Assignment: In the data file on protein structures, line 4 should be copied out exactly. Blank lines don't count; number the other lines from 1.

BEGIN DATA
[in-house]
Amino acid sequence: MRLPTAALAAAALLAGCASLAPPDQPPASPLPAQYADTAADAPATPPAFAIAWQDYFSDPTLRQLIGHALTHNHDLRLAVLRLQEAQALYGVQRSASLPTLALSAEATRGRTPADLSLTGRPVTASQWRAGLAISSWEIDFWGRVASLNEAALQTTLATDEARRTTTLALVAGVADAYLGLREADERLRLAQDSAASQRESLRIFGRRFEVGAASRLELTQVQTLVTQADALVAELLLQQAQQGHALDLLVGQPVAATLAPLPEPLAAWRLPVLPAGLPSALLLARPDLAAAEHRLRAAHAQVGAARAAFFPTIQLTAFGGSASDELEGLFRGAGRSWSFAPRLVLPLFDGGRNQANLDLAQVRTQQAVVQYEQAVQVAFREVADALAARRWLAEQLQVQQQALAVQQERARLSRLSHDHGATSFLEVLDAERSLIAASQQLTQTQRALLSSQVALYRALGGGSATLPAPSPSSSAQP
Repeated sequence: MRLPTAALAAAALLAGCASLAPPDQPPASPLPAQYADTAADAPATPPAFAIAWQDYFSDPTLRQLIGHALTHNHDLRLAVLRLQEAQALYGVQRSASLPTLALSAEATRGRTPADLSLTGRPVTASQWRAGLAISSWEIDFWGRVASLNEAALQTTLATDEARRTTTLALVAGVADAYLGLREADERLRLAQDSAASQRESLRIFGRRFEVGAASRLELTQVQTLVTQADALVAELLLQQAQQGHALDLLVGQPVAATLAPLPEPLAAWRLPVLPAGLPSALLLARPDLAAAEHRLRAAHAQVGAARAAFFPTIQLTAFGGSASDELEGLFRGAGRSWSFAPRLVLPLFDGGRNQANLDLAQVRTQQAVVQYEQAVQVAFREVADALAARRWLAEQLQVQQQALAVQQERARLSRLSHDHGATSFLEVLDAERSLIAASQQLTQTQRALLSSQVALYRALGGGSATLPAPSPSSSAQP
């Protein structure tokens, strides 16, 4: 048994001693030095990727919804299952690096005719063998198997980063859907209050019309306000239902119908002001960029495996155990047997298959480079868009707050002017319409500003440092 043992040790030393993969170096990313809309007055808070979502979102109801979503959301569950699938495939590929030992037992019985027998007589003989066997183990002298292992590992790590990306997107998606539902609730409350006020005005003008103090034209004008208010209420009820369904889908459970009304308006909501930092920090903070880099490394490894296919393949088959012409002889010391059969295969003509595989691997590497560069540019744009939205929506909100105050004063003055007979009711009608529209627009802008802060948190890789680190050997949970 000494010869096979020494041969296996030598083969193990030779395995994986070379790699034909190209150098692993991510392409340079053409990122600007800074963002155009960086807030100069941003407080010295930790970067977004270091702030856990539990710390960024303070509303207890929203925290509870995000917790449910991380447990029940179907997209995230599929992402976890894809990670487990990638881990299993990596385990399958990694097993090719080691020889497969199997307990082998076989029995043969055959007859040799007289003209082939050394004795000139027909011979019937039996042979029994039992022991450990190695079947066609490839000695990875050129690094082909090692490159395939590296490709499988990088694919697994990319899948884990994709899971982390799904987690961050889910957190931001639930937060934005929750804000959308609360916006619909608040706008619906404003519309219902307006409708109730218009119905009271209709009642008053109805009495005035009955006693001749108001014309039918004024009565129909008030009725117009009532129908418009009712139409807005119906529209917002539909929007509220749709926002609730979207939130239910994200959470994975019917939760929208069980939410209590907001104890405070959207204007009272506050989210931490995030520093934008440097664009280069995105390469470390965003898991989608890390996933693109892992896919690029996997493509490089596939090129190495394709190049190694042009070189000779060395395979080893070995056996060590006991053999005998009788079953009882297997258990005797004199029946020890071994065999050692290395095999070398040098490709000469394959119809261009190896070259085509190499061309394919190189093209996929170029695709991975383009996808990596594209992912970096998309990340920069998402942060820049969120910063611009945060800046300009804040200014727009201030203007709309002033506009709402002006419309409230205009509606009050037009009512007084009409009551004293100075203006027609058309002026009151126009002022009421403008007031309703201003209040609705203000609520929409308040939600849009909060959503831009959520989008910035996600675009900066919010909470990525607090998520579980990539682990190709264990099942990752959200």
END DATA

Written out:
């Protein structure tokens, strides 16, 4: 048994001693030095990727919804299952690096005719063998198997980063859907209050019309306000239902119908002001960029495996155990047997298959480079868009707050002017319409500003440092 043992040790030393993969170096990313809309007055808070979502979102109801979503959301569950699938495939590929030992037992019985027998007589003989066997183990002298292992590992790590990306997107998606539902609730409350006020005005003008103090034209004008208010209420009820369904889908459970009304308006909501930092920090903070880099490394490894296919393949088959012409002889010391059969295969003509595989691997590497560069540019744009939205929506909100105050004063003055007979009711009608529209627009802008802060948190890789680190050997949970 000494010869096979020494041969296996030598083969193990030779395995994986070379790699034909190209150098692993991510392409340079053409990122600007800074963002155009960086807030100069941003407080010295930790970067977004270091702030856990539990710390960024303070509303207890929203925290509870995000917790449910991380447990029940179907997209995230599929992402976890894809990670487990990638881990299993990596385990399958990694097993090719080691020889497969199997307990082998076989029995043969055959007859040799007289003209082939050394004795000139027909011979019937039996042979029994039992022991450990190695079947066609490839000695990875050129690094082909090692490159395939590296490709499988990088694919697994990319899948884990994709899971982390799904987690961050889910957190931001639930937060934005929750804000959308609360916006619909608040706008619906404003519309219902307006409708109730218009119905009271209709009642008053109805009495005035009955006693001749108001014309039918004024009565129909008030009725117009009532129908418009009712139409807005119906529209917002539909929007509220749709926002609730979207939130239910994200959470994975019917939760929208069980939410209590907001104890405070959207204007009272506050989210931490995030520093934008440097664009280069995105390469470390965003898991989608890390996933693109892992896919690029996997493509490089596939090129190495394709190049190694042009070189000779060395395979080893070995056996060590006991053999005998009788079953009882297997258990005797004199029946020890071994065999050692290395095999070398040098490709000469394959119809261009190896070259085509190499061309394919190189093209996929170029695709991975383009996808990596594209992912970096998309990340920069998402942060820049969120910063611009945060800046300009804040200014727009201030203007709309002033506009709402002006419309409230205009509606009050037009009512007084009409009551004293100075203006027609058309002026009151126009002022009421403008007031309703201003209040609705203000609520929409308040939600849009909060959503831009959520989008910035996600675009900066919010909470990525607090998520579980990539682990190709264990099942990752959200």